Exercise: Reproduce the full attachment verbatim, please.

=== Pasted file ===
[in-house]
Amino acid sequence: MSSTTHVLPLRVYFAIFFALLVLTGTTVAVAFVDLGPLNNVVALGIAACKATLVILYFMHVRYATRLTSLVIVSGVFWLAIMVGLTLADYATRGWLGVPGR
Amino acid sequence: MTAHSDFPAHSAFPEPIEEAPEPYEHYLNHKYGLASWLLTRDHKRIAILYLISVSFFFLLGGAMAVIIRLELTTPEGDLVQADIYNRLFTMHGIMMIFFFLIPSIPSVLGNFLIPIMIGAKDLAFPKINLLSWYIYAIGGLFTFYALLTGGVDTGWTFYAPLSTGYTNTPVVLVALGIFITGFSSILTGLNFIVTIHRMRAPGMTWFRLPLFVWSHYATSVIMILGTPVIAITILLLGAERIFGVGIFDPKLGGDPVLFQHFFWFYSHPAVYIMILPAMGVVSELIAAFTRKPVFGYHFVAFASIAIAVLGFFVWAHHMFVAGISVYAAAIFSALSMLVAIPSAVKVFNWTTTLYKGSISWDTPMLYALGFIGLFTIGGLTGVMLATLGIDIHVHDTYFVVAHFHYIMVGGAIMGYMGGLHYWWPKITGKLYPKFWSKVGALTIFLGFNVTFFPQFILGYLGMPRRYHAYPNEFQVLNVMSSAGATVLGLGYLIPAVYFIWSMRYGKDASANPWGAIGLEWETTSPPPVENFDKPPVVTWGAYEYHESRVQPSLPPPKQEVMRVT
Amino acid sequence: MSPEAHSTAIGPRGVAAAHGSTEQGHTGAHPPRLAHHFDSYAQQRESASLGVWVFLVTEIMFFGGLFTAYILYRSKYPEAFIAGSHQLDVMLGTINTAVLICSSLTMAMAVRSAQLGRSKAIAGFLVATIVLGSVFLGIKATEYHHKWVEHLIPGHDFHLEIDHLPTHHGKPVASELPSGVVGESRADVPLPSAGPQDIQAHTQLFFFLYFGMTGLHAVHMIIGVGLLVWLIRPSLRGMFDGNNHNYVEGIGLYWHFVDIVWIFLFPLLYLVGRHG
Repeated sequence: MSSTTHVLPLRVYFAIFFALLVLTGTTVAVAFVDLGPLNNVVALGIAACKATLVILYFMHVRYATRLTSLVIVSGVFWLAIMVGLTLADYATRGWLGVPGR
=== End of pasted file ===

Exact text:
[in-house]
Amino acid sequence: MSSTTHVLPLRVYFAIFFALLVLTGTTVAVAFVDLGPLNNVVALGIAACKATLVILYFMHVRYATRLTSLVIVSGVFWLAIMVGLTLADYATRGWLGVPGR
Amino acid sequence: MTAHSDFPAHSAFPEPIEEAPEPYEHYLNHKYGLASWLLTRDHKRIAILYLISVSFFFLLGGAMAVIIRLELTTPEGDLVQADIYNRLFTMHGIMMIFFFLIPSIPSVLGNFLIPIMIGAKDLAFPKINLLSWYIYAIGGLFTFYALLTGGVDTGWTFYAPLSTGYTNTPVVLVALGIFITGFSSILTGLNFIVTIHRMRAPGMTWFRLPLFVWSHYATSVIMILGTPVIAITILLLGAERIFGVGIFDPKLGGDPVLFQHFFWFYSHPAVYIMILPAMGVVSELIAAFTRKPVFGYHFVAFASIAIAVLGFFVWAHHMFVAGISVYAAAIFSALSMLVAIPSAVKVFNWTTTLYKGSISWDTPMLYALGFIGLFTIGGLTGVMLATLGIDIHVHDTYFVVAHFHYIMVGGAIMGYMGGLHYWWPKITGKLYPKFWSKVGALTIFLGFNVTFFPQFILGYLGMPRRYHAYPNEFQVLNVMSSAGATVLGLGYLIPAVYFIWSMRYGKDASANPWGAIGLEWETTSPPPVENFDKPPVVTWGAYEYHESRVQPSLPPPKQEVMRVT
Amino acid sequence: MSPEAHSTAIGPRGVAAAHGSTEQGHTGAHPPRLAHHFDSYAQQRESASLGVWVFLVTEIMFFGGLFTAYILYRSKYPEAFIAGSHQLDVMLGTINTAVLICSSLTMAMAVRSAQLGRSKAIAGFLVATIVLGSVFLGIKATEYHHKWVEHLIPGHDFHLEIDHLPTHHGKPVASELPSGVVGESRADVPLPSAGPQDIQAHTQLFFFLYFGMTGLHAVHMIIGVGLLVWLIRPSLRGMFDGNNHNYVEGIGLYWHFVDIVWIFLFPLLYLVGRHG
Repeated sequence: MSSTTHVLPLRVYFAIFFALLVLTGTTVAVAFVDLGPLNNVVALGIAACKATLVILYFMHVRYATRLTSLVIVSGVFWLAIMVGLTLADYATRGWLGVPGR